U.S. Rep. Doug Collins, R-Gainesville, warned a Gainesville audience Thursday that the Affordable Care Act debate will heat up in the weeks leading to Oct. 1, when Americans can sign up for insurance through health care exchanges.
“If you don’t like ugly politics, turn your TVs off in September,” said Collins, speaking at the Gainesville Civic Center to the Greater Hall Chamber of Commerce’s board of directors.
Health care reform’s individual mandate takes effect Jan. 1, with all Americans required to have insurance either through their employer or buying a private plan. The exchanges — dubbed by the government as the Health Insurance Marketplace — have been set up to help allow Americans to select a plan.
“I’m going to speak from the Democratic perspective right here. This is their own words: It’s a train wreck, we’re not ready,” Collins said. “These (comments) are from senators, representatives and administration officials who are struggling to get ready by Oct. 1 or any other deadline right now.
“I just believe it’s not good for business. If you don’t believe me, just look at the headline in today’s paper about (UPS Inc.),” he said, adding he believes other companies also could be deciding whether to make drastic health insurance changes.
According to national media reports, UPS is ending health coverage for thousands of employees’ spouses, starting in 2014.
Businesses are finding “their balance is paying $9,000 roughly in (premium) costs per employee or pay a $2,500 penalty,” Collins said. “You’re businesspeople in this room. Which one are you going to chose? Or you can fire people. This is the country we’re in right now.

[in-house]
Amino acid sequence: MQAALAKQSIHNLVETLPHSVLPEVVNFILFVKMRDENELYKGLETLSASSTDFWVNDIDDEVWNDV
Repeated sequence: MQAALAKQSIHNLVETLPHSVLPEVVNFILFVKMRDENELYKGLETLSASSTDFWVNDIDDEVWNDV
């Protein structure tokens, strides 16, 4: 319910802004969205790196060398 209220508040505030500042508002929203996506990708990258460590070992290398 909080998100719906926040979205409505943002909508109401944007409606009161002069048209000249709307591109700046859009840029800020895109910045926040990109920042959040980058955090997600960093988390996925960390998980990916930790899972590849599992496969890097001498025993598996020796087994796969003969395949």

The government has delayed a small business mandate in the law. Now, as of Jan. 1, 2015, businesses with 50 or more employees working 30 hours or more must offer “minimum essential” insurance coverage. The government is requiring that insurance plans feature 10 “essential benefits,” including preventive care and prescription drug coverage.
“If we’re going to delay parts of (the law), then let’s delay the funding of it,” Collins said. “That’s going to be the fight. Where’s it going to end? I don’t know.”
The freshman legislator told the audience he believes “over the last 30 years, Congress has slowly been giving away its authority and they’ve been doing so by passing bills such as the Affordable Care Act.
“The joke was that (House Minority Leader) Nancy Pelosi said ‘You’ve got to pass it to know what’s in it,’” Collins said.
“Well, I hate to tell her I would agree with her, but I read it and I still don’t know what’s in it. The bill had at the end of most every paragraph ‘to be determined by.’ Those are the rules and regulations you’re getting right now.”
Gainesville City Councilwoman Myrtle Figueras asked Collins, “Do we have as many people working to work out the (law) as we do working against it? That’s the part that bothers me.”
“It’s better. I’m not going to say it’s there,” Collins said. “Right now, because of issues with the law, as many Democrats are saying privately ... ‘This isn’t workable. Even if it’s the law, we need to do something.’”